The same ideas were conveyed later on in relation to trade in bears in Resolution Conf. 10.8 (Rev. CoP14) stating that illegal trade undermines the effectiveness of the Convention.
A further step was taken with Resolution Conf.10.10 (Rev. CoP16) on trade in elephant specimens were parties not only required urgent and concerted efforts, but proposed a series of specific measures such as the use and contribution of parties with information on seizures and confiscations to the Elephant Trade Information System (ETIS) which monitors the scale and pattern of illegal trade in ivory and other elephant specimens since 1998.
CITES took a horizontal and cross-cutting approach towards illegal trade in Resolution Conf.11.3 (Rev. CoP16) which may be read in combination with Decisions 16.39 and16.40 on Enforcement matters.
Without making an exhaustive analysis of these important documents, it is necessary to underline that they acknowledge illegal wildlife trade as a major concern, cause of serious damage to wildlife, and its effects on reducing the effectiveness of management programmes and undermining legal and sustainable trade particularly in the developing countries.
Countries that import these illegally obtained resources are considered as directly responsible for encouraging illegal trade worldwide and therefore CITES parties recognize a clear need to strengthen the enforcement of the Convention as a tool to fight illegal wildlife trade.
Resolution Conf. 11.3 establishes a set of very specific recommendations to Parties on compliance, control, cooperation, communication of information and coordination. Notably, it recommends the use of INTERPOL Ecomessage and provides Guidance for the creation of specialized Wildlife Law Enforcement units.
As for Decisions 16.39 and 16.40, the CITES Secretariat was directly compelled to submit a report on enforcement matters at each Standing Committee meeting and each regular meeting of the Conference of the Parties and establish Wildlife Incident Support Teams (WISTs) at the request of a country. The first report was submitted during the Standing Committee meeting of July 2014.
At the request of Sri Lanka, the first WIST was deployed (led by INTERPOL) in July 2013 to assist national authorities to determine the origin of the ivory and potentially identify the criminal networks behind large-scale elephant poaching (SC65 Doc. 27.1).
There is no doubt that illegal wildlife trade has seen a raising concern from the parties to the Convention. It could therefore be understood that the main international instrument to fight wildlife trafficking is CITES. However, there seems to be sometimes a misconception about the role CITES plays: the objective of the Convention is to regulate trade to sustainable levels, and not to ban trade.
According to the former Chief of Legal Affairs & Trade Policy at the CITES Secretariat:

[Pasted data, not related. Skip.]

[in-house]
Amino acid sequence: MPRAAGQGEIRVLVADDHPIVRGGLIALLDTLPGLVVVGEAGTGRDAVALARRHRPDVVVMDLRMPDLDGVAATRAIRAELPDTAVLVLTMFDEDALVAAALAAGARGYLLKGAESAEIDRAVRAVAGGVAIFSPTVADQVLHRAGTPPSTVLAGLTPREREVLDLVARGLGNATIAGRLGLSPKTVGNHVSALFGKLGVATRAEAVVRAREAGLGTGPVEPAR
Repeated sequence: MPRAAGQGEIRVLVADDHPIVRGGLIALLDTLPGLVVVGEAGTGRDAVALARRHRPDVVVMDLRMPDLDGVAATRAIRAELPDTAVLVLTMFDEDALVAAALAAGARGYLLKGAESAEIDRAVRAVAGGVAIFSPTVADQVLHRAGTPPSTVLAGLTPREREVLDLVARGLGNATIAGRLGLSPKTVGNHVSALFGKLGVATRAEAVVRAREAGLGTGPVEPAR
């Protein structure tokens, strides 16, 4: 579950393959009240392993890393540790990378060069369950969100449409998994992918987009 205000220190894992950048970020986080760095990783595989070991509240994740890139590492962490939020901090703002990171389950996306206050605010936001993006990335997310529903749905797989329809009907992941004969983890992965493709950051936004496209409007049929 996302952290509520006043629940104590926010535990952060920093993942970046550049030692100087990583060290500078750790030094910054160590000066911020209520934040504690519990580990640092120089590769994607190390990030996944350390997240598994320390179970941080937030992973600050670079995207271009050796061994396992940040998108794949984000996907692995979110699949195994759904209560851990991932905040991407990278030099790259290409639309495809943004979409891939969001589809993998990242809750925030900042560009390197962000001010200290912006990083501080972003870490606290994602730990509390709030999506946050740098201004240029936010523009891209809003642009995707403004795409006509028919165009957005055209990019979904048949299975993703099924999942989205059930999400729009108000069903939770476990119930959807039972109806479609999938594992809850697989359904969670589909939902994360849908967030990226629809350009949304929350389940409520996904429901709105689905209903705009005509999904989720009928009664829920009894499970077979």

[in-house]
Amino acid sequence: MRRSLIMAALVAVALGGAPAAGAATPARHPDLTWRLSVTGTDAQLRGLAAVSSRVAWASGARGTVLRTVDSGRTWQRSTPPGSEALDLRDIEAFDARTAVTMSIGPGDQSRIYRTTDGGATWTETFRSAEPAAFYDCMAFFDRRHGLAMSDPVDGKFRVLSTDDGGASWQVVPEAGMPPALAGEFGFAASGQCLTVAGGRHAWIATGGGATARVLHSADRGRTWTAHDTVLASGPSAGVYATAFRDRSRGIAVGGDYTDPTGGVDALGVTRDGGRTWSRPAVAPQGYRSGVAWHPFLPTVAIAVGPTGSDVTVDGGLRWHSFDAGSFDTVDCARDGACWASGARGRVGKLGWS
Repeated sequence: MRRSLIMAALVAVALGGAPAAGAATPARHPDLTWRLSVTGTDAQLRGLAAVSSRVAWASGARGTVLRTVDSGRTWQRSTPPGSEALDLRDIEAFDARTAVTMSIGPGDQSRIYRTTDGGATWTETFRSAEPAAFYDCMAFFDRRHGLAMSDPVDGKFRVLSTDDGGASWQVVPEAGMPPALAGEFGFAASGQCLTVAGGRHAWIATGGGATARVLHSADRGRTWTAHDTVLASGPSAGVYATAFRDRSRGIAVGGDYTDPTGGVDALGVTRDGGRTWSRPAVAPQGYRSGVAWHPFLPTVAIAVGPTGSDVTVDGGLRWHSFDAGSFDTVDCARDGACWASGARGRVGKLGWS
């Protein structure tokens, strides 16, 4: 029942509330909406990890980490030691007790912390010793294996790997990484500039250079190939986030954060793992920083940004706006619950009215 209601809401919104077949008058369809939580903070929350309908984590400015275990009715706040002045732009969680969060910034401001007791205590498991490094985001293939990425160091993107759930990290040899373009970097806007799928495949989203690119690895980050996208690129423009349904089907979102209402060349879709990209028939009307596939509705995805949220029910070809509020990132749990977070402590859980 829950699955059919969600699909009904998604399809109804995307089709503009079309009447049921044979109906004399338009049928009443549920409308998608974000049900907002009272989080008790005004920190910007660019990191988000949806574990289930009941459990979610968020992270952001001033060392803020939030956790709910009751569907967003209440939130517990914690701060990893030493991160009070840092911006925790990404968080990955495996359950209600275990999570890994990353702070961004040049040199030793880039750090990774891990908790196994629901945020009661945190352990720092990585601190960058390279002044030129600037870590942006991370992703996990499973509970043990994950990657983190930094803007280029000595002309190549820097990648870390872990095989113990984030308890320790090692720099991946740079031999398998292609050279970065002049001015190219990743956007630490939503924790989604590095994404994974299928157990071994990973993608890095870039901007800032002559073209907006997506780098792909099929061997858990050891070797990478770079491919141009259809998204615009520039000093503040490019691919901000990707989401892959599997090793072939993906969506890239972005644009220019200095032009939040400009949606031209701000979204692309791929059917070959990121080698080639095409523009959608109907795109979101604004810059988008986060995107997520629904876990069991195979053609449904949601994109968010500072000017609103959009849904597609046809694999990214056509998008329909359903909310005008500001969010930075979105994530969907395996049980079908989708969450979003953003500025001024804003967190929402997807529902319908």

‘International trade in wildlife should not be considered as synonymous with illegal wildlife trafficking. It is possible to have legal, sustainable and traceable trade in wildlife, and the Convention on International Trade in Endangered Species of Wild Fauna and Flora (CITES or the Convention) is a tool for ensuring this’.
In fact, some CITES Resolutions acknowledge the important role that trade may play in conservation. For instance, in Resolution Conf. 8.3 (Rev. COP 13) parties recognize that:
‘Commercial trade may be beneficial to the conservation of species and ecosystems or to the development of local people when carried out at levels that are not detrimental to the survival of the species in question’
As a matter of fact, it should be considered that in the struggle for the conservation of species, illegal wildlife trade only represents part of the problem, together with habitat degradation, pollution, human-animal conflict and urban development.
On the other hand, the success or failure of the Convention depends directly in the way it
UN’s Lone Ranger: Combating International Wildlife Crime' (Whittles Publishing 2014).
Reeve states that the Secretariat has a great role in monitoring compliance through analysing the periodical reports received from each Party, however, these are often incomplete or inaccurate making it very difficult for the Secretariat to determine who is in non-compliance (Policing International Trade in Endangered Species: The CITES Treaty and Compliance, Routledge 2002).
Even if these situations are clearly observed, a cooperative approach is the first attempt to try to achieve compliance, and only in very clear or frequent situations will there be a possibility to propose stopping all CITES trade with that particular country. Even then, this is a voluntary suspension rather than a legally-binding obligation for other parties, although it has been used to effectively gain compliance from parties.